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Report card: How India fared in Adelaide Test

By Harish Kotian
December 10, 2018 14:59 IST
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Harish Kotian evaluates the Indian team's performances in the first Test.

Cheteshwar Pujara

IMAGE: Cheteshwar Pujara hit 123 and 71 to guide India to victory in the first Test against Australia. Photograph: Quinn Rooney/Getty Images

Cheteshwar Pujara and India's fast bowlers rose to the occasion in grand style as they bowled the visitors to a 31 run victory against Australia in the first Test in Adelaide on Monday, December 10.

The pace trio -- Mohammed Shami, Jasprit Bumrah and Ishant Sharma -- drew praise from all quarters for their splendid showing with the ball.

Even though India scored just 250 in the first innings, the pacers along with off-spinner Ravichandran Ashwin ensured that the visitors took a handy 15 run lead.


In the second innings, the Indian fast bowlers never took their foot off the pedal to bowl their team to a historic victory.

The win in Adelaide is India's first series opening win on Australian soil.

But the one man the entire Indian team must thank is the ever dependable Pujara.

The No 3 bastman stood firm in tough conditions on Day 1 to score a century and then came up with a valuable 71 in the second innings to set the match up.

A look at how the Indians fared in the Adelaide Test:

Virat Kohli (captain) 6/10

Virat impressed with his captaincy, but the batting didn't live up to the billing.

In the first innings, he fell to a stunning catch from Usman Khawaja at gully after scoring just 3. In the second, he played a subdued 34 from 104 balls before he was caught at short leg off Nathan Lyon.

A rare Test away from home when India won without much of a contribution from Kohli's golden blade.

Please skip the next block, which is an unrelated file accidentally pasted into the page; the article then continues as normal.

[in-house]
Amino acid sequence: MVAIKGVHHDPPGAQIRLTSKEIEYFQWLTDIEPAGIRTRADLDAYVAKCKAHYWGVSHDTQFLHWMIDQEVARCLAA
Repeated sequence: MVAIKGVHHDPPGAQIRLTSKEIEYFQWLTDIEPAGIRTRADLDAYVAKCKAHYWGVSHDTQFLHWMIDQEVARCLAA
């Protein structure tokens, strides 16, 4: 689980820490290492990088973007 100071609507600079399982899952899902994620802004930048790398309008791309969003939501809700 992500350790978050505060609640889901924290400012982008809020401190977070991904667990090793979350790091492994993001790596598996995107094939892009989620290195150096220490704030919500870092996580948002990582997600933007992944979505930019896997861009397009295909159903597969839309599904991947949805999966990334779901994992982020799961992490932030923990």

Ajinkya Rahane

IMAGE: Ajinkya Rahane hit a vital half-century in the second innings. Photograph: Quinn Rooney/Getty Images

Ajinkya Rahane 7/10

The India vice-captain must have been worried after his failure in the first innings.

But he answered critics with a cracking 70 in the second essay.

His 87-run partnership for the fourth wicket with Pujara proved crucial in the final analysis as India finished on a healthy 307 despite a lower order collapse.

Cheteshwar Pujara 10/10

In 2003, it was Rahul Dravid, who starred with the bat in India's victory in the Adelaide Test and 15 years later, another No 3 bastman played match-winning innings with a century and a fifty.

Pujara stood tall like the Wall which Australia struggled to breach after the top order had perished cheaply on the first day.

He scored a splendid 123 to rally India to 250, which later helped them secure a 15 run first innings lead.

In the second innings, he again top scored with a solid 71.

Australia Captain Tim Paine believes Pujara's batting was the difference between the two sides.

K L Rahul 5/10

After a poor stroke saw him perish early in the first innings, Rahul scored a positive 44 in the second, laced with 3 fours and a six.

Rahul counter-attacked after a slow start to help India recover after Murali Vijay's early dismissal.